Growing Peace: A Story of Farming, Music, and Religious Harmony is about the Jewish, Muslim, and Christian families in a Ugandan village who created a Fair Trade Coffee Cooperative. In this uplifting photo-essay, we learn how families live and work together peacefully despite their religious differences. Author and photographer Richard Sobol takes readers on a journey to Namanyonyi through his beautiful photographs. And to learn more about his experience, we’ve asked him a few questions about his creative process.
What was your inspiration behind Growing Peace?
Once I learned of the Mirembe Kawomera coffee cooperative—and the idea that it was created to show Muslims, Christians, and Jews working together—I knew it was a story that was important to share. Since I had done a lot of work in Uganda and knew that life can be very challenging there, I felt that this was a unique opportunity to present a hopeful message from a rural village in Africa.
As a photojournalist, what do you aim to capture in your photographs? Is there anything you like to take pictures of the most?
I am always looking for a sense of place and to add references and details that help share the experience of being in a new environment. I spend a lot of time in the editing process, adding photos that help to tell a broader story. I am excited equally with telling stories about people and about wildlife. When I do make stories about endangered animals I always include people in the narrative too.
What unique challenges did you face when taking pictures, if any?
The first challenge is to gain trust and be accepted by the local people. Their lives are busy and focused on earning a living and bringing food home to their families, so it is important that I work quietly without interfering with their jobs.
What do you hope readers will take away from Growing Peace?
I am hoping this book will fill a niche for classrooms, teachers and parents looking for ways to find an example of interfaith cooperation. It is sad that we are confronted daily with many stories about conflict and mistrust between religious or ethnic groups. From this small corner of Africa these struggling farmers have a big lesson to teach. They are not professional politicians or policy makers yet their actions set an example for the rest of the world.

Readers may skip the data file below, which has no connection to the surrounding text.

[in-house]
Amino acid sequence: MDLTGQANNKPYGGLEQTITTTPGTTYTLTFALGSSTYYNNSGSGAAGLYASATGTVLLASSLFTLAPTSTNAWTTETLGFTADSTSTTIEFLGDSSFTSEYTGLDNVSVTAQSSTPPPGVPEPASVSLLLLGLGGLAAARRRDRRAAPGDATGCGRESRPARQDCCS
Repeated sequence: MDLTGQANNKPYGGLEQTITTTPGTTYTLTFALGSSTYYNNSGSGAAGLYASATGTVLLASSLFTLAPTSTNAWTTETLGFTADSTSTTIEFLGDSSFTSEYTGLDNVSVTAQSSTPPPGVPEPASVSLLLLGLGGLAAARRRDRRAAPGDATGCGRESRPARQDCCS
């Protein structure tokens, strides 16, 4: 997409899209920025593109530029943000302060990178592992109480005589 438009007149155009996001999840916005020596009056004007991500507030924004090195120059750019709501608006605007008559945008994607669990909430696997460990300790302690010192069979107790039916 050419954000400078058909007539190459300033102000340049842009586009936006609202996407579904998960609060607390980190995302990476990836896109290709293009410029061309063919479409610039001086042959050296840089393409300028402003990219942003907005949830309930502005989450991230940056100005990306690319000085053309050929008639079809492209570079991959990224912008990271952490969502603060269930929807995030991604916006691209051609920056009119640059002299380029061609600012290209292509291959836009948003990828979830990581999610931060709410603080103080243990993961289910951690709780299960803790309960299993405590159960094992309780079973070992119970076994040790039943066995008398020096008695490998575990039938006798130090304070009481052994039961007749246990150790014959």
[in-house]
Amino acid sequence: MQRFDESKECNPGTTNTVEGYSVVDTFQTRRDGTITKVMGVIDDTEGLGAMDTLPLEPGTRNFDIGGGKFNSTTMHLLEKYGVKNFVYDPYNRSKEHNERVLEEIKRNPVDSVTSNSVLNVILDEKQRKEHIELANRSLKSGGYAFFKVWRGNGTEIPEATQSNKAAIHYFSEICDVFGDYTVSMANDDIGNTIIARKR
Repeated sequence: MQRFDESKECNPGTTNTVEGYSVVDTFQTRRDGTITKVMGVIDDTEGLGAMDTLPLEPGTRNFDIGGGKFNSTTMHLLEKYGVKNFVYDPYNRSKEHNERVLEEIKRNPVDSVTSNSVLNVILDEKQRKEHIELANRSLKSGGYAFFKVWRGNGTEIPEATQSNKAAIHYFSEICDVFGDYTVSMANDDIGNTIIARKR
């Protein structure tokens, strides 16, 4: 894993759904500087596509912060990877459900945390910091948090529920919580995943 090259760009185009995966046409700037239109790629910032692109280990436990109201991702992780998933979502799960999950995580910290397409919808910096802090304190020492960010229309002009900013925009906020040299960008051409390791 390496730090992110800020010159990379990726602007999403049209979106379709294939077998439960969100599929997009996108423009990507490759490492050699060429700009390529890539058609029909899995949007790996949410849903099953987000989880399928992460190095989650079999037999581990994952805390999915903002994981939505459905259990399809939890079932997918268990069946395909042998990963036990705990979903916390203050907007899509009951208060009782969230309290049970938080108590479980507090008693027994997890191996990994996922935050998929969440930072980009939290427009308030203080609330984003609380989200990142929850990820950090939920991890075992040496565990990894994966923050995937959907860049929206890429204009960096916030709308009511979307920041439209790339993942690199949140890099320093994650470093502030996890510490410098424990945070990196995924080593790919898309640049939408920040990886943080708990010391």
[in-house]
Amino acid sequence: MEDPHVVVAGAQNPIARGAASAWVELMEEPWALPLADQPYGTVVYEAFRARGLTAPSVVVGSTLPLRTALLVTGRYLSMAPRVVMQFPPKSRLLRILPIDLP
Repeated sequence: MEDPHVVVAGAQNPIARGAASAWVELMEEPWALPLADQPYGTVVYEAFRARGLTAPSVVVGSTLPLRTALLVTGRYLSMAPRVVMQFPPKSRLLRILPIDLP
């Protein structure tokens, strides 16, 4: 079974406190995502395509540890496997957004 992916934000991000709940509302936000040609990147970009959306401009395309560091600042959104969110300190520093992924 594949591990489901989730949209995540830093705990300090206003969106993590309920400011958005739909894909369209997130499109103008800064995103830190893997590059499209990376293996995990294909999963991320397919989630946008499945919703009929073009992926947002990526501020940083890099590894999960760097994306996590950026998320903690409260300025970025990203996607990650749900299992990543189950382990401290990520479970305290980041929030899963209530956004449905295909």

Tell us about your research process. Did you face any challenges?
Since I often travel far, I do spend a lot of time planning and researching in advance. I have to be certain of many things once I get to a new place. The first challenge is to be sure that I am welcomed and that the local community or wildlife conservation project is interested in sharing their story with a wider audience. I am very upfront in letting them know that my goal is to make a book and that will also increase public awareness. That has to be their choice and most often they readily agree and are so happy to share. The main challenge once I am on location is working through my extensive shot list to make the photos that I think will tell the story, and at the same time being open to the many surprises and unplanned adventures that always come up.
How is the cooperative doing today?
There have been improvements since I’ve been involved with the cooperative community. They have grown in number from a few hundred members to over one thousand. There are more outside visitors coming to see them and a small tourism business is being developed. The farmers are learning more advanced growing techniques and sharing better tools and equipment but nature is still one of the most important elements to all farmers. They still need rain and sunny days for a successful coffee crop each year.
Learn more about Growing Peace: A Story of Farming, Music, and Religious Harmony here.
Richard Sobol is an award-winning photojournalist who has created more than a dozen photo-essays for young readers. His books explore a wide range of wildlife, conservation, environmental, and cultural topics. While visiting Uganda, Sobol learned about a village where people of three faiths had come together in harmony in the aftermath of 9/11, and he was inspired to tell their story for children. Sobol’s photographs have also appeared in several publications, including The New York Times, Audubon, People, and National Geographic. When not traveling and photographing the world, Sobol can be found in Cambridge, Massachusetts, where he lives with his family. Find him online at richardsobol.com.